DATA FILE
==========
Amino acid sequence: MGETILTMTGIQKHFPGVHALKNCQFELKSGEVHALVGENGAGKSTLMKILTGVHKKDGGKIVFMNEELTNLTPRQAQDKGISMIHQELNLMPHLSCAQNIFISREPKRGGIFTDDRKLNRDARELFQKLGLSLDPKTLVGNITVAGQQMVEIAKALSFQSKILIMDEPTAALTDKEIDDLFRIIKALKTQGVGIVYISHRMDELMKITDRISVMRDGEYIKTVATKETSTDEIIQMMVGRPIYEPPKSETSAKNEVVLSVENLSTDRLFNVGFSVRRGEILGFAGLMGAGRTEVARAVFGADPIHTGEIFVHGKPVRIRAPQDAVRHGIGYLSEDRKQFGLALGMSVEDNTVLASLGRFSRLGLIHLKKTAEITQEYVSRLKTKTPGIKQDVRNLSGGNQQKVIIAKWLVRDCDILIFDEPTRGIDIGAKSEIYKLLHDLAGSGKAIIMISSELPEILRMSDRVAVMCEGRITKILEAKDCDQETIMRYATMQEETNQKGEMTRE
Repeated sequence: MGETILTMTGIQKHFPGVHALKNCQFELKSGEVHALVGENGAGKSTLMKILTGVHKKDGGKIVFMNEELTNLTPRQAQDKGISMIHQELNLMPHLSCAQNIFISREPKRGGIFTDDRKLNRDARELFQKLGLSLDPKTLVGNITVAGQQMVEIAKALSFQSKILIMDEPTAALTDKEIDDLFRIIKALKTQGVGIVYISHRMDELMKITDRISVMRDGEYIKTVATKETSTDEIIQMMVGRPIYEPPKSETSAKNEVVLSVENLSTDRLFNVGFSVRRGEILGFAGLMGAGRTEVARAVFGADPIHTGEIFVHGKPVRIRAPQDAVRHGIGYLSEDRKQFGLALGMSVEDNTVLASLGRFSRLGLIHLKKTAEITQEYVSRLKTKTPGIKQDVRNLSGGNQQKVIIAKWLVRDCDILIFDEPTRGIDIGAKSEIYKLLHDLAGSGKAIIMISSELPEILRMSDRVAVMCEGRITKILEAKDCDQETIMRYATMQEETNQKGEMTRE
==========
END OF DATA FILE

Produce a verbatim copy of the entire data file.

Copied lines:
Amino acid sequence: MGETILTMTGIQKHFPGVHALKNCQFELKSGEVHALVGENGAGKSTLMKILTGVHKKDGGKIVFMNEELTNLTPRQAQDKGISMIHQELNLMPHLSCAQNIFISREPKRGGIFTDDRKLNRDARELFQKLGLSLDPKTLVGNITVAGQQMVEIAKALSFQSKILIMDEPTAALTDKEIDDLFRIIKALKTQGVGIVYISHRMDELMKITDRISVMRDGEYIKTVATKETSTDEIIQMMVGRPIYEPPKSETSAKNEVVLSVENLSTDRLFNVGFSVRRGEILGFAGLMGAGRTEVARAVFGADPIHTGEIFVHGKPVRIRAPQDAVRHGIGYLSEDRKQFGLALGMSVEDNTVLASLGRFSRLGLIHLKKTAEITQEYVSRLKTKTPGIKQDVRNLSGGNQQKVIIAKWLVRDCDILIFDEPTRGIDIGAKSEIYKLLHDLAGSGKAIIMISSELPEILRMSDRVAVMCEGRITKILEAKDCDQETIMRYATMQEETNQKGEMTRE
Repeated sequence: MGETILTMTGIQKHFPGVHALKNCQFELKSGEVHALVGENGAGKSTLMKILTGVHKKDGGKIVFMNEELTNLTPRQAQDKGISMIHQELNLMPHLSCAQNIFISREPKRGGIFTDDRKLNRDARELFQKLGLSLDPKTLVGNITVAGQQMVEIAKALSFQSKILIMDEPTAALTDKEIDDLFRIIKALKTQGVGIVYISHRMDELMKITDRISVMRDGEYIKTVATKETSTDEIIQMMVGRPIYEPPKSETSAKNEVVLSVENLSTDRLFNVGFSVRRGEILGFAGLMGAGRTEVARAVFGADPIHTGEIFVHGKPVRIRAPQDAVRHGIGYLSEDRKQFGLALGMSVEDNTVLASLGRFSRLGLIHLKKTAEITQEYVSRLKTKTPGIKQDVRNLSGGNQQKVIIAKWLVRDCDILIFDEPTRGIDIGAKSEIYKLLHDLAGSGKAIIMISSELPEILRMSDRVAVMCEGRITKILEAKDCDQETIMRYATMQEETNQKGEMTRE